My exploration of “Starter Agile” practices through the lens of Joshua Kerievsky’s “Modern Agile” concludes with this final group of three practices: standup meetings, task decomposition, and cadence-driven retrospective!
Disclaimer: this is my favorite set of practices to critique! Let’s dive in! Continue reading →
Over the next three days, I’ll discuss nine practices and concepts that could be considered outdated as people continue to learn and experiment with Agile. I argue these topics have transitory value for brave folk learning Agile; a good place to get started… but others have discovered better ways exist.
From the point I first discovered Agile in 2005, Joshua Kerievsky has been one of my “self-invited remote mentors”. In other words, Josh provided guidance and mentoring from afar through his writing and speaking – and without the slightest idea of who I am.
A few weeks ago, I finally had the opportunity to meet Josh at Agile Open San Diego. In the confines of open space, Josh convened a session that invited participants to explore his recent “Modern Agile” paper, which formulates a new lens of thought into the evolution of Agile over the years. (If you haven’t read “Modern Agile”, you’re missing out – do that first!)
On the second day of open space, Josh convened an additional session to explore a juxtaposition of “modern” versus “antiquated” Agile. This got me thinking: is it harmful for us to label some practices “antique”? Continue reading →
This post is a call–or plea–for help. My console-calculator program is an attempt to discover how I might use object-oriented design and expand my technical knowledge. At this point, I feel as though I’m regressing into the same patterns that limited me ten years ago. In addition, I’ll share my thoughts and feelings as a novice trying to learn programming on my own – and what lessons I’m extracting for Agile coaches. Continue reading →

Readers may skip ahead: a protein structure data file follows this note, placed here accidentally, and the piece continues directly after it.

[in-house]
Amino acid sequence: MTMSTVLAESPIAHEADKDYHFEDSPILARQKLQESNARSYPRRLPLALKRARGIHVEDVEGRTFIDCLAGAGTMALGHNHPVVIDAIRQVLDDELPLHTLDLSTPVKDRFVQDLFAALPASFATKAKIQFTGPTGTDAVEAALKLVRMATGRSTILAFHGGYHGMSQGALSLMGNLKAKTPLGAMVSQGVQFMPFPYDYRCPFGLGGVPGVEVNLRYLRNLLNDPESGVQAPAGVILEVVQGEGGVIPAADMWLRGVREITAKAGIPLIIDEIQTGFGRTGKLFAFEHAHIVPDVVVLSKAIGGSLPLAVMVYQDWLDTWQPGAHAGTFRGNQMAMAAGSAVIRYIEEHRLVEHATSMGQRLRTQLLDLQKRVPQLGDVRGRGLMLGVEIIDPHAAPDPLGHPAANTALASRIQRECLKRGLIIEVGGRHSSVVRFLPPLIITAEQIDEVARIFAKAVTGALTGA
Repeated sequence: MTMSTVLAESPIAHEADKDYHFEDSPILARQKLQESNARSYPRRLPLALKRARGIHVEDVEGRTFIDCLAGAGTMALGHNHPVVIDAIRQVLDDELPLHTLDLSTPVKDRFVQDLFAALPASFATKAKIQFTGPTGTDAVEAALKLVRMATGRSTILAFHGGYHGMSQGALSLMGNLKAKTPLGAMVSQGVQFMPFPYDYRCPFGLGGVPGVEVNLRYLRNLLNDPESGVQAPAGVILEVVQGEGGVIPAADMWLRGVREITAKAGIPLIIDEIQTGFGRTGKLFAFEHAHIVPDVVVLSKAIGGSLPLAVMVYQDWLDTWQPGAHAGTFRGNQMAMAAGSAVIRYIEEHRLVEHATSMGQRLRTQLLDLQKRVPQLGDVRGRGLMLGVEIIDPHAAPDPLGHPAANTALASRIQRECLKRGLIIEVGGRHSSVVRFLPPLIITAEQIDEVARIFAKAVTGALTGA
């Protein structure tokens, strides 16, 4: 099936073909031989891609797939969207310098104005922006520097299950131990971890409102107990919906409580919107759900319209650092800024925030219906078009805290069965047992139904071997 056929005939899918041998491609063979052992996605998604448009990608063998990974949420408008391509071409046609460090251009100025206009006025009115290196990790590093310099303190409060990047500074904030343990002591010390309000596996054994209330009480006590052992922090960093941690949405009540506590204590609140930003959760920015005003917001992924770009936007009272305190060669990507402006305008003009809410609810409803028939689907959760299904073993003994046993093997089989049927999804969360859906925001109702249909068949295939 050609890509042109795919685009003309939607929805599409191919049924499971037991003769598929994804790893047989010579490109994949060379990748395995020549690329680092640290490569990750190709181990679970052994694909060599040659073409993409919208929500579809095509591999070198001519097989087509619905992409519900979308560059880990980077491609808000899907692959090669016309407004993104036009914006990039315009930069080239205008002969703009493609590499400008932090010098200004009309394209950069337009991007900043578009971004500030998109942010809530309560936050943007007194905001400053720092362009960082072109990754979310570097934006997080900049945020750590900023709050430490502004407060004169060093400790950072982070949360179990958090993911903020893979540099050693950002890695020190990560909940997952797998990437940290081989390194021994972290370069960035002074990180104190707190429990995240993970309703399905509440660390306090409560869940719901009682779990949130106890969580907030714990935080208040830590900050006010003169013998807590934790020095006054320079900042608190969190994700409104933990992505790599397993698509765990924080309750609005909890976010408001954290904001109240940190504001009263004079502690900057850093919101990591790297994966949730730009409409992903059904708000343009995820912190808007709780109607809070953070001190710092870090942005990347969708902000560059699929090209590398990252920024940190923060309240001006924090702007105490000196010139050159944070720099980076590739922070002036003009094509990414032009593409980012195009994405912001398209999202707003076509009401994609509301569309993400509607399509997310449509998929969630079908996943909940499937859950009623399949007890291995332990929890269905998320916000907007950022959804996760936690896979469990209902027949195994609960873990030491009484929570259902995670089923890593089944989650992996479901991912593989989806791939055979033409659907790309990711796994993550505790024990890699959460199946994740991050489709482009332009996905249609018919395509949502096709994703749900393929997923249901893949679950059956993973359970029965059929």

“Getting lost is just another way of saying ‘going exploring.”
― Justina Chen, North of Beautiful
Today, I finished the 25th lesson from Bob Taber’s “Core C# Fundamentals” course. A total of 22 hours of video instruction on the most basic, beginner-level concepts of the .NET framework.
As I mentioned in an earlier post, my novice background in programming, coupled with zero prior experience to object-oriented design, has made this journey of self-study somewhat daunting. The obvious lack of technical knowledge aside, I feel like my questions and observations will be in the realm of irrelevance: that the entire programming world is light-years ahead. Who has time for a novice? I don’t like feeling useless and alone.
Armed with 22 hours of knowledge in writing simple console applications in C#, I have a request: would you be my peer reviewer? Continue reading →
Or, at least, that’s what I tell people is the reason I gravitated away from code and towards organizational behavior, dysfunction, and systems thinking. I’ve decided not to be a “doer”, but rather, someone who doesn’t actually do anything: an Agile coach. When I think about programming, I feel envious of those that create and master the art of coding. When I think about programming with Agile–and the organizational environment to cultivate amazing people–I sense that I can contribute to others’ realization of success. While that feeling is joyful, I admire those “doers” every day as they build software that delights customers.
(At a recent employer, after my hire, a programmer casually quipped that the company “hired someone who doesn’t do anything to help do something.”) Continue reading →